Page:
United States District Court, D. Connecticut
INITIAL REVIEW ORDER
R. UNDERHILL UNITED STATES DISTRICT JUDGE.
September 5, 2019, Jeffrey Schlosser, a pretrial detainee
currently confined at the Hartford Correctional Center in
Connecticut, brought a complaint pro se and in
forma pauperis under 42 U.S.C. § 1983 against
Probation Officer Channon Elzea, Probation Officer Miriam
Mendoza, Attorney Charity Hemingway, and Connecticut Superior
Court Judge Kathleen E. McNamara. Compl., Doc. No. 1. As best
as I can discern from his complaint, Schlosser seeks damages
and injunctive relief against the defendants for acting with
deliberate indifference to his medical needs. For the
following reasons, his complaint is dismissed without
Standard of Review
28 U.S.C. § 1915A, I must review prisoner civil
complaints and dismiss any portion of the complaint that is
frivolous or malicious, that fails to state a claim upon
which relief may be granted, or that seeks monetary relief
from a defendant who is immune from such relief. 28 U.S.C.
§ 1915A. Although detailed allegations are not required,
the complaint must include sufficient facts to afford the
defendants fair notice of the claims and the grounds upon
which they are based and to demonstrate a plausible right to
relief. Bell Atlantic v. Twombly, 550 U.S. 544,
555-56 (2007). Conclusory allegations are not sufficient.
Ashcroft v. Iqbal, 556 U.S. 662, 678 (2009). The
plaintiff must plead “enough facts to state a claim to
relief that is plausible on its face.”
Twombly, 550 U.S. at 570. Nevertheless, it is
well-established that “[p]ro se
complaints ‘must be construed liberally and interpreted
to raise the strongest arguments that they
suggest.'” Sykes v. Bank of Am., 723 F.3d
399, 403 (2d Cir. 2013) (quoting Triestman v. Fed. Bureau
of Prisons, 470 F.3d 471, 474 (2d Cir. 2006)); see
also Tracy v. Freshwater, 623 F.3d 90, 101-02 (2d Cir.
2010) (discussing special rules of solicitude for pro
is currently charged in two different state cases with
violating his probation for a second time, in violation of
Connecticut General Statutes § 53a-32. State v.
Schlosser, No. H12M-CR11-0236734-S (Conn. Super. Ct.
Nov. 1, 2018); State v. Schlosser, No.
H12M-CR12-0237931-S (Conn. Super. Ct. Oct. 30, 2018). In the
instant case, he is suing his two probation officers, Elzea
and Mendoza, for acting with deliberate indifference to his
medical needs by failing to procure treatment for him at the
Department of Mental Health and Addiction Services.
See Compl. at 2-3. He claims that Elzea and Mendoza
“sent [him] to the wrong programs” or treatment
centers, which did not properly treat his mental illness.
See Id. at 2-3, 11.
state a plausible Fourteenth Amendment claim that state
officials acted with deliberate indifference to his medical
needs, Schlosser must allege facts showing:
that the defendant-official acted intentionally to impose the
alleged condition, or recklessly failed to act with
reasonable care to mitigate the risk that the condition posed
to the . . . detainee even though the defendant-official
knew, or should have known, that the condition posed an
excessive risk to health or safety.
Taylor v. City of New York, 2018 WL 1737626, at *12
(S.D.N.Y. Mar. 27, 2018) (quoting Darnell v.
Pineiro, 849 F.3d 17, 35 (2d Cir. 2017)); see also
Garcia v. University of Conn. Health Care Ctr., 2018 WL
5830840, at *9 (D. Conn. Nov. 7, 2018). The allegations in
the complaint do not state a plausible claim for deliberate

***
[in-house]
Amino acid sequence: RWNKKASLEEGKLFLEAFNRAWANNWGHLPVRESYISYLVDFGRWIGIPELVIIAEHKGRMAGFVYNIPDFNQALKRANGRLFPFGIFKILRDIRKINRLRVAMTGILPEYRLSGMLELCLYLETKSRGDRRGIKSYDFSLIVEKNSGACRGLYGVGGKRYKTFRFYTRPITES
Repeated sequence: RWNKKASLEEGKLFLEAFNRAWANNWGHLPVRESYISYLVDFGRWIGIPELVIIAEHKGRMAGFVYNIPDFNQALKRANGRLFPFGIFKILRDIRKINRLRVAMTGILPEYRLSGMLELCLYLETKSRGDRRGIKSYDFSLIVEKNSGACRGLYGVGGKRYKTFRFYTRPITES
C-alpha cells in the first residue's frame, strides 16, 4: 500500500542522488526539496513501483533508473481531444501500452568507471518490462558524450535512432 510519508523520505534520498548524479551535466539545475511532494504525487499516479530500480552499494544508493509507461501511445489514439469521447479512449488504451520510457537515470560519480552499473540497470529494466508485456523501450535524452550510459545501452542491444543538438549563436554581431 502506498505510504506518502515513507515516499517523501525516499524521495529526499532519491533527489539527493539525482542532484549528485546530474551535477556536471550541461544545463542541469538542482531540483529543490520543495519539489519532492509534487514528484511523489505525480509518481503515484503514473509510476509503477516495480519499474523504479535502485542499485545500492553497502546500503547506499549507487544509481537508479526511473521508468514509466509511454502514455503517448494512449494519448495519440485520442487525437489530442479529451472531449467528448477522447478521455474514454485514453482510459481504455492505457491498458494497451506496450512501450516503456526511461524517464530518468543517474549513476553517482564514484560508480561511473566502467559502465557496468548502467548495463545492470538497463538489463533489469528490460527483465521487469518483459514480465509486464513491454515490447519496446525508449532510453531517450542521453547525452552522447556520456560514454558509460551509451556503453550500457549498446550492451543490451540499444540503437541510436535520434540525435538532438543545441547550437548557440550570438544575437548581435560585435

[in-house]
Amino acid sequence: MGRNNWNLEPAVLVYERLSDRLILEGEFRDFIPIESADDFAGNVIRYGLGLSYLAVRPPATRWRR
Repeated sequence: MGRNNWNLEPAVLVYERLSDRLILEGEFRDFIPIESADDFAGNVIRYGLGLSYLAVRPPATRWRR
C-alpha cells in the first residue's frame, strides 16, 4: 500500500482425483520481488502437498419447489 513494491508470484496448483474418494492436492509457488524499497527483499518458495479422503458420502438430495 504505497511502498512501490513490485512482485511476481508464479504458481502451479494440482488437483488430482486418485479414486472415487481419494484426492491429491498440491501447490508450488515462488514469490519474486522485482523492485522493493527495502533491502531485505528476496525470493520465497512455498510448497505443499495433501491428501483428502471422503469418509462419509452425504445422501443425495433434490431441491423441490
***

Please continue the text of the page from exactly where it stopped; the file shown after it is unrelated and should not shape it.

indifference to medical needs.
complaint consists almost entirely of legal conclusions and
arguments as opposed to facts. He has not provided facts
showing that Elzea or Mendoza acted recklessly with respect
to his medical conditions while they monitored his probation.
The complaint is devoid of dates, locations, and descriptions
of the event(s) from which I can infer that Elzea and Mendoza
violated his constitutional rights. Therefore, I dismiss the
claims against those defendants without prejudice, and will
permit Schlosser one opportunity to amend his complaint to
state a plausible constitutional claim.
Schlosser's claims against Attorney Hemingway, the public
defender who represented him in his prior violation of
probation proceeding, and Judge McNamara, who presided over
that proceeding, cannot proceed in this action. It is
well-established that claims against public defenders are not
cognizable in a section 1983 action because public defenders
do not act under color of state law when representing their
clients and performing traditional attorney functions.
See Peay v. Ajello, 470 F.3d 65, 68 (2d Cir. 2006);
Rodriguez v. Weprin, 116 F.3d 62, 65-66 (2d Cir.
1997). As for Judge McNamara, she is entitled to
“absolute immun[ity] for all claims for damages
relating to actions taken in h[er] judicial capacity, whether
sued in h[er] individual or official capacity.”
Szymonik v. Connecticut, 2019 WL 203117, at *7 (D.
Conn. Jan. 15, 2019) (quoting LeDuc v. Tilley, 2005
(WL 1475334, at *6 (D. Conn. June 22, 2005)). Because
Schlosser is suing Hemingway and McNamara based on their
handling of his violation of probation proceeding, his claims
must be dismissed.
claims against Elzea and Mendoza are dismissed
without prejudice subject to amendment. If Schlosser
wishes to pursue claims against these two defendants, he may
file an amended complaint within thirty (30) days from the
date of this Order. The amended complaint must allege
facts, not merely legal arguments, showing how Elzea
and Mendoza violated Schlosser's constitutional rights.
Failure to file an amended complaint within thirty (30) days
from the date of this Order will result in a dismissal of the
complaint with prejudice.
claims against Attorney Hemingway and Judge McNamara are
dismissed with prejudice. Schlosser may not
reassert claims against ...